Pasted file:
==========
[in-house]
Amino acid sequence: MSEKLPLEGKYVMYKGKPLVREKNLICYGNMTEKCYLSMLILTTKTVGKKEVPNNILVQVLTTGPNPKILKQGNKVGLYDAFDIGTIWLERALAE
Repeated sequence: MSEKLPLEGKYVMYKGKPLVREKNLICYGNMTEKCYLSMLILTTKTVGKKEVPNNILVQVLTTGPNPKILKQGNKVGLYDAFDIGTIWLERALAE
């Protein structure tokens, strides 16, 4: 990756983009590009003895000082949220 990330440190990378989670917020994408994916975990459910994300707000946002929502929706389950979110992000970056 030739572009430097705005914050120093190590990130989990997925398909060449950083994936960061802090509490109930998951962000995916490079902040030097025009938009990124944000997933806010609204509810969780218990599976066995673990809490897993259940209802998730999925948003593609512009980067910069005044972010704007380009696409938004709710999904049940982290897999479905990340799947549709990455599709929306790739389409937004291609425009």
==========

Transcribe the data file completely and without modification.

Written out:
[in-house]
Amino acid sequence: MSEKLPLEGKYVMYKGKPLVREKNLICYGNMTEKCYLSMLILTTKTVGKKEVPNNILVQVLTTGPNPKILKQGNKVGLYDAFDIGTIWLERALAE
Repeated sequence: MSEKLPLEGKYVMYKGKPLVREKNLICYGNMTEKCYLSMLILTTKTVGKKEVPNNILVQVLTTGPNPKILKQGNKVGLYDAFDIGTIWLERALAE
């Protein structure tokens, strides 16, 4: 990756983009590009003895000082949220 990330440190990378989670917020994408994916975990459910994300707000946002929502929706389950979110992000970056 030739572009430097705005914050120093190590990130989990997925398909060449950083994936960061802090509490109930998951962000995916490079902040030097025009938009990124944000997933806010609204509810969780218990599976066995673990809490897993259940209802998730999925948003593609512009980067910069005044972010704007380009696409938004709710999904049940982290897999479905990340799947549709990455599709929306790739389409937004291609425009």